Those were his last words. He was smiling and looking up to the sunny cloud-filled sky in both his idyllic memory of a family huggy shot, and ALSO in his sanctified death mask shot; laying down in the bus looking upwards out the window into the Alaskan sky. He was happy to finally die. Just like he imagined making his family happy by running into their arms. He was finally able to be happy; to leave his tormented life behind. To my mind the ending was not played as an individual’s tragedy; it was played as a glorification of a lost individual’s soul - ..a martyred hippie.

Q: “So was it a mistake to abandon society?”

Generally, sure it’s a mistake for someone to abandon society – and he had the great epiphany about that – but it wasn’t a “mistake” that he made – the tragedy of the story was that he didn’t have a choice. He was not able to cope with what modern life had in store for him (whether it was evolution or environment), but there was no “mistake” about it – it was methodical, planned, and consistent. Earlier, he looked out the restaurant window and wanted to be like normal happy people he saw, but just could not be that. He had to follow his own doomed path. It was not a “mistake” for him – it was his destiny.

Q: ”Was it all wrong to travel all the way to Alaska and live a solitary life?”

This is one of those unusual movies that has a huge gap between what I think of it and what most of my close friends think. (They loved it, I hated it.) They seem to feel something happened to him, he got caught behind the river (“..that poor boy”), and what he was doing by communing with nature was some kind of noble heroic journey; like an American Indian ‘vision quest’ or something. In short, they have deep sympathy. I don’t. I read the book, I still don’t.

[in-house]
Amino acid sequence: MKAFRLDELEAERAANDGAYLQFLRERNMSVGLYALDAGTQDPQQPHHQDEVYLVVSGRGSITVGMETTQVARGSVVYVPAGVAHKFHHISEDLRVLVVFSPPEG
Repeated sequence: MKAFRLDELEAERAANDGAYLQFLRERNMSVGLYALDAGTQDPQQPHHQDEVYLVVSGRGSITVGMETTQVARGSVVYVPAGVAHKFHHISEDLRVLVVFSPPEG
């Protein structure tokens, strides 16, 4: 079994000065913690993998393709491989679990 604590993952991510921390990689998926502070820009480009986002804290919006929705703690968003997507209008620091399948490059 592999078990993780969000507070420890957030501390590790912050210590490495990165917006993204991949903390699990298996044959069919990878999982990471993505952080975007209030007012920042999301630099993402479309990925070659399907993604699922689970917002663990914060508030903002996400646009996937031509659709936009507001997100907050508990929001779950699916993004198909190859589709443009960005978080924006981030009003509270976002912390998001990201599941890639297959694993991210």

So, to my friends, it was NOT “all wrong”. It was part of an individual’s natural exploration (albeit extreme) of himself and the world. To me, it was far beyond “all wrong”. It was idiotic and disgusting – not a redeeming damn thing about it. As a highly advantaged and intelligent young man; and who was a poetic, self-sufficient, and beautiful young man - if you will, an abstraction of, “the best that our society produces.” THAT is the tragedy if there is one – that the greatest and best of what we can produce as young men in our society could willfully dive into an empty pool that is outback Alaska in winter.

So to me the tragedy is not about the poor boy who got trapped, or even the stupidity of an individual or his tragic doomed destiny that he had no choice but to complete – it’s about the tragedy of a culture that can somehow produce untold numbers of people that are completely disassociated with our modern society – they want no part of it. They go to movies and like movies that glorify people who want no part of it.

Q: “What is the moral of the story?”

That hippies still hate yuppies? That children still rebel and can’t stand their conservative parents, or even the world we live in? Blah-blah-blah.